With millions of vehicles that hit the road each day, it could be very difficult to try to identify a certain type of automobile if you were just looking at as it whizzes past you on the freeway. The only way to tell the difference between a neighbor’s car from the one that you see in the parking lot at work is by the Vehicle Identification Number (VIN). Often referred to as a vehicle’s fingerprint, the VIN is a helpful tool for repairs, changes in ownership and to alert when the vehicle has been stolen.
VINs and Why Do We Use Them on Vehicles
Since 1981, the US Department of Transportation developed a VIN system based on the specifications from the Code of Regulations, Title 49, Chapter V, Part 565. Before 1981, vehicle manufacturers created stamps to place on vehicles with a corresponding number.
Use our VIN decoding tool
A VIN is unique for each manufactured vehicle in the United States. Other countries have a system for identifying vehicles but this article covers what a VIN is used for vehicle manufacturers regulated by the US Department of Transportation. The VIN is divided into 3 separate sections.
The first section incorporates 3 digits:
- 1st digit: where the vehicle was assembled. If the vehicle is received parts from different countries, there is a particular letter or number that will represent what region the parts came from.
- 2nd digit: identifies the auto manufacturer
- 3rd digit: what division the vehicle was assembled or manufactured in. For example, the code for an American manufactured Ford is 1F and the division could be 1FA, 1FB, etc.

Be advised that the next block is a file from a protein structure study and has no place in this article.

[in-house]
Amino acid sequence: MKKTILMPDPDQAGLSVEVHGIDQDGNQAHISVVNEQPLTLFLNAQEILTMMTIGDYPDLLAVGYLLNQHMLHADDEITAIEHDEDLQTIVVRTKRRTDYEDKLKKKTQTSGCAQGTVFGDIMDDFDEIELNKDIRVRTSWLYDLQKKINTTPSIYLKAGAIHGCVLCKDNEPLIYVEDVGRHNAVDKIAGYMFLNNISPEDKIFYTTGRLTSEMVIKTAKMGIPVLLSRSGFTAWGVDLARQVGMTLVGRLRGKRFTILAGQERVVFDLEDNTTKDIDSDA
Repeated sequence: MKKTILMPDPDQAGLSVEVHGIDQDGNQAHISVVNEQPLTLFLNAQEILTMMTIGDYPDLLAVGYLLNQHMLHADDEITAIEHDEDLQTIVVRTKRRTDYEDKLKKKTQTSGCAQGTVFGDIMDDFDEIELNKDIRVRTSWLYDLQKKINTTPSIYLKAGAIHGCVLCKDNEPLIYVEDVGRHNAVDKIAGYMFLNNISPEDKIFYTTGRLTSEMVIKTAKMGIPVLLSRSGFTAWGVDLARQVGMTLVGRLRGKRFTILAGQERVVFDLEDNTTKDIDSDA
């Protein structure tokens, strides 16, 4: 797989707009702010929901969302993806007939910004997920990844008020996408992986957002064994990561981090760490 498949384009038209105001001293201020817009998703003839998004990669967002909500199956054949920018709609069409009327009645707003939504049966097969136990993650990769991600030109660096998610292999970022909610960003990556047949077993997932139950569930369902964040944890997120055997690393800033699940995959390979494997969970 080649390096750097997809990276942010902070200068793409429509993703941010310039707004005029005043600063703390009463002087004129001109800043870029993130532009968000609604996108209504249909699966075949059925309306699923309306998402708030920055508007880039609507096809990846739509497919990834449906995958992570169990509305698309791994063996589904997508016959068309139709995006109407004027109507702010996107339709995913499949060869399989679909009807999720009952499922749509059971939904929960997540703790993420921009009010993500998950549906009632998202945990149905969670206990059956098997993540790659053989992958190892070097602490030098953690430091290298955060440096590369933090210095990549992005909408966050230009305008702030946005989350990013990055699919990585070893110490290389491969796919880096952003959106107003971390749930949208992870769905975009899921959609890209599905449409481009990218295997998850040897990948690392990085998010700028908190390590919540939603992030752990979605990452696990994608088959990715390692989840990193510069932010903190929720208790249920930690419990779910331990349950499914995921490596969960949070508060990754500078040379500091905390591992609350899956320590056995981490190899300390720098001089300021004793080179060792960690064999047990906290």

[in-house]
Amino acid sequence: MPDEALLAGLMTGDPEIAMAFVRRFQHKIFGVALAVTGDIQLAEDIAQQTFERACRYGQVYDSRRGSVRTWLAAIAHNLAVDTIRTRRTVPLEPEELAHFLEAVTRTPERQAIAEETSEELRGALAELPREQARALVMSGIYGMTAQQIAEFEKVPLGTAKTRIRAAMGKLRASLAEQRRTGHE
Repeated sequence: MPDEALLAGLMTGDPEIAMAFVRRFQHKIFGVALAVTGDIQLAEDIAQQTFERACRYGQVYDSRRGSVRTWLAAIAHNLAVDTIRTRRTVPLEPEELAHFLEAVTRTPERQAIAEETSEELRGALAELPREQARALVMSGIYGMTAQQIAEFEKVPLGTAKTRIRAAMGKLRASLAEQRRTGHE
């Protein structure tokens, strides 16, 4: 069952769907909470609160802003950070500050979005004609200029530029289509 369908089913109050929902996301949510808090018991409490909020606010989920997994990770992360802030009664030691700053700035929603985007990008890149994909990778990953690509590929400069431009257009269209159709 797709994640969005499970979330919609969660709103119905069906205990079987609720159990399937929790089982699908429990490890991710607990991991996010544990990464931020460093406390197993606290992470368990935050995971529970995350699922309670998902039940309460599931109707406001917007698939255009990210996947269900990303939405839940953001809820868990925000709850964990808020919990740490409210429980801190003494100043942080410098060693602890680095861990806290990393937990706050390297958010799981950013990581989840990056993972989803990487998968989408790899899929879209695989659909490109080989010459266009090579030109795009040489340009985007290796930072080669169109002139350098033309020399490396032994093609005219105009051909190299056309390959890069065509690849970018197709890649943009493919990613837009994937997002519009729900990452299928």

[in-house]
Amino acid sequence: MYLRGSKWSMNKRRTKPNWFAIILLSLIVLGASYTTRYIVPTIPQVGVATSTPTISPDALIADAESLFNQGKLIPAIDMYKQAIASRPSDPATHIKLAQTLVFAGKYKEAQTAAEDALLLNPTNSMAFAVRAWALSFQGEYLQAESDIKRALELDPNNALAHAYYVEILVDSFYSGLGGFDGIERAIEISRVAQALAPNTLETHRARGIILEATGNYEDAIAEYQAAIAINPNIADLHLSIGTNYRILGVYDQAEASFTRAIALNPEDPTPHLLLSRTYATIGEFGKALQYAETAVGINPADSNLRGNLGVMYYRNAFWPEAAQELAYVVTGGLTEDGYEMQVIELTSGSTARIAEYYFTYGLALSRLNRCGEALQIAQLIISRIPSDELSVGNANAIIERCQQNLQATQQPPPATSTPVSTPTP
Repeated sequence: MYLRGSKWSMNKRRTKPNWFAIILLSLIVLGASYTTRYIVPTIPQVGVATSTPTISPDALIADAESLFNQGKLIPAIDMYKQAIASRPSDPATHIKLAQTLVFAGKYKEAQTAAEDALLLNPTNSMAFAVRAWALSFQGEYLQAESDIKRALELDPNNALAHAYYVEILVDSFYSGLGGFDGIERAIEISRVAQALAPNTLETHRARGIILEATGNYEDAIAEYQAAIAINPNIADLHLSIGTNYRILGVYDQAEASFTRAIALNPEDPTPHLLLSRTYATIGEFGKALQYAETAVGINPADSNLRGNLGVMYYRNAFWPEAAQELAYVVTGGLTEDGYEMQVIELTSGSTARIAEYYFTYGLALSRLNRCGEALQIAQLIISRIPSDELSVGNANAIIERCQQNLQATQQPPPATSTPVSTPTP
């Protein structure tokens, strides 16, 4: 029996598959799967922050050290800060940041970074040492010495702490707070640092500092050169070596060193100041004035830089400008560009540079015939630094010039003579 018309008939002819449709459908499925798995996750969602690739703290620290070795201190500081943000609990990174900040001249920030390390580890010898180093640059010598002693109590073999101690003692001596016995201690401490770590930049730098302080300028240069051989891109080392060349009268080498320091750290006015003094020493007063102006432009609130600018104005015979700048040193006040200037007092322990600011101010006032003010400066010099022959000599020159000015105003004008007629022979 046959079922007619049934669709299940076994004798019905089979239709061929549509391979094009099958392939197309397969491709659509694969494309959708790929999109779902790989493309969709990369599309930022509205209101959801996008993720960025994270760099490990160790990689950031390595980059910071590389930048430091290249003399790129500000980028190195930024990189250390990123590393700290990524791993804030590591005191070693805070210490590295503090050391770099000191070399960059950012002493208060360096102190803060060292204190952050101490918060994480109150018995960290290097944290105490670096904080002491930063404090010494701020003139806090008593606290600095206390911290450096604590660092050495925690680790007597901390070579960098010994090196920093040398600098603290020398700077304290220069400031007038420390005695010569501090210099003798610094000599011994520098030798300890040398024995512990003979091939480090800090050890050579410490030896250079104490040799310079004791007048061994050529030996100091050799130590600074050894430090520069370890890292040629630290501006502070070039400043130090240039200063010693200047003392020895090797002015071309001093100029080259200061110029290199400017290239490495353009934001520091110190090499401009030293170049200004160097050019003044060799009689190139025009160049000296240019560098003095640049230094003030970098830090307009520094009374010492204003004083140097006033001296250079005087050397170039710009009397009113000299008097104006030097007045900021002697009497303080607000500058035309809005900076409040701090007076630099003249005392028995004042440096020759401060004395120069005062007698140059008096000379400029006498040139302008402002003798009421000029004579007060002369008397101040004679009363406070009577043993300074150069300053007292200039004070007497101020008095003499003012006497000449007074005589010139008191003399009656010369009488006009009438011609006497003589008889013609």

The second section incorporates 5 digits:
- 4th digit: represents the weight of the vehicle
- 5th digit: represents the type of model such as: van, truck, pickup
- 6th digit: identifies a special brand of the model such as Camry, Civic, Highlander
- 7th digit: represents what the body type the vehicle is
- 8th digit: what type of engines and components are in the vehicle
The third section incorporates 3 digits:
- 9th digit: what is referred to as a check digit. To ensure that the VIN has been calculated correctly, this digit is put in the number.
- 10th digit: represents the year that the vehicle was manufactured
- 11th digit: represents the location of the factory when the vehicle was manufactured
The remaining digits from 12-17 are for vehicle manufacturers that make less 500 cars per year.
Using the VIN
After leaving the dealership or heading home from a private owner, a buyer should be aware of importance of the VIN.
Location of the VIN
For starters, you should be able to locate the VIN on the vehicle. There are several places where a vehicle manufacturer will put the VIN on: dashboard, panel on a trunk or floodgate, door or inside the glove compartment.
When a vehicle is involved in an accident, the VIN is recorded so it can be reported to the insurance company or to the authorities. Car dealerships have the opportunity to check out an accident history on the vehicle by utilizing the VIN. This can help a potential buyer from purchasing a vehicle that has been involved in accidents.
When a vehicle is stolen, the VIN is utilized to track down the vehicle. Vehicle manufacturers have come up with different ways to cut down the destructive of VINs after a vehicle has been stolen. One way is to etch the VIN in the glass of the window. This technology prevents the lifting of the VIN from the vehicle.